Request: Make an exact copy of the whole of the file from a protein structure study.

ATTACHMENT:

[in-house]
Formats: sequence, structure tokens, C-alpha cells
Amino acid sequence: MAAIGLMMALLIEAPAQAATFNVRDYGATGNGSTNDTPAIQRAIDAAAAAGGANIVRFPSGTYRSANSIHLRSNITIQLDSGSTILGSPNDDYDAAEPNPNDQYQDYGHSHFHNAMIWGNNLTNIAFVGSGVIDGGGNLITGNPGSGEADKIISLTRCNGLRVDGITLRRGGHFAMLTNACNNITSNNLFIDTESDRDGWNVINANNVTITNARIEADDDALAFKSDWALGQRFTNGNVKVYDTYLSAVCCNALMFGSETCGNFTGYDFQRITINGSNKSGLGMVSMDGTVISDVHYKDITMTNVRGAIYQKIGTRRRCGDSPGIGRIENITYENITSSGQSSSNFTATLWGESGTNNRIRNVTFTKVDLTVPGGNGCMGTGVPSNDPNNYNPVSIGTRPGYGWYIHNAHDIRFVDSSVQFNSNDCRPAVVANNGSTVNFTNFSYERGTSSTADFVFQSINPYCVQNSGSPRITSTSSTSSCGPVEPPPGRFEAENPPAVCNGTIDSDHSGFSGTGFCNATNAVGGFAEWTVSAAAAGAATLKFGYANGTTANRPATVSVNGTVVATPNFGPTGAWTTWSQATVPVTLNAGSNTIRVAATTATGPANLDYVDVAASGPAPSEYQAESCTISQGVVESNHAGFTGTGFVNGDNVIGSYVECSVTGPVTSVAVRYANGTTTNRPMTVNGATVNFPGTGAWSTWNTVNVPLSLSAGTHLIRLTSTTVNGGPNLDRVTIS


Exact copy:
[in-house]
Formats: sequence, structure tokens, C-alpha cells
Amino acid sequence: MAAIGLMMALLIEAPAQAATFNVRDYGATGNGSTNDTPAIQRAIDAAAAAGGANIVRFPSGTYRSANSIHLRSNITIQLDSGSTILGSPNDDYDAAEPNPNDQYQDYGHSHFHNAMIWGNNLTNIAFVGSGVIDGGGNLITGNPGSGEADKIISLTRCNGLRVDGITLRRGGHFAMLTNACNNITSNNLFIDTESDRDGWNVINANNVTITNARIEADDDALAFKSDWALGQRFTNGNVKVYDTYLSAVCCNALMFGSETCGNFTGYDFQRITINGSNKSGLGMVSMDGTVISDVHYKDITMTNVRGAIYQKIGTRRRCGDSPGIGRIENITYENITSSGQSSSNFTATLWGESGTNNRIRNVTFTKVDLTVPGGNGCMGTGVPSNDPNNYNPVSIGTRPGYGWYIHNAHDIRFVDSSVQFNSNDCRPAVVANNGSTVNFTNFSYERGTSSTADFVFQSINPYCVQNSGSPRITSTSSTSSCGPVEPPPGRFEAENPPAVCNGTIDSDHSGFSGTGFCNATNAVGGFAEWTVSAAAAGAATLKFGYANGTTANRPATVSVNGTVVATPNFGPTGAWTTWSQATVPVTLNAGSNTIRVAATTATGPANLDYVDVAASGPAPSEYQAESCTISQGVVESNHAGFTGTGFVNGDNVIGSYVECSVTGPVTSVAVRYANGTTTNRPMTVNGATVNFPGTGAWSTWNTVNVPLSLSAGTHLIRLTSTTVNGGPNLDRVTIS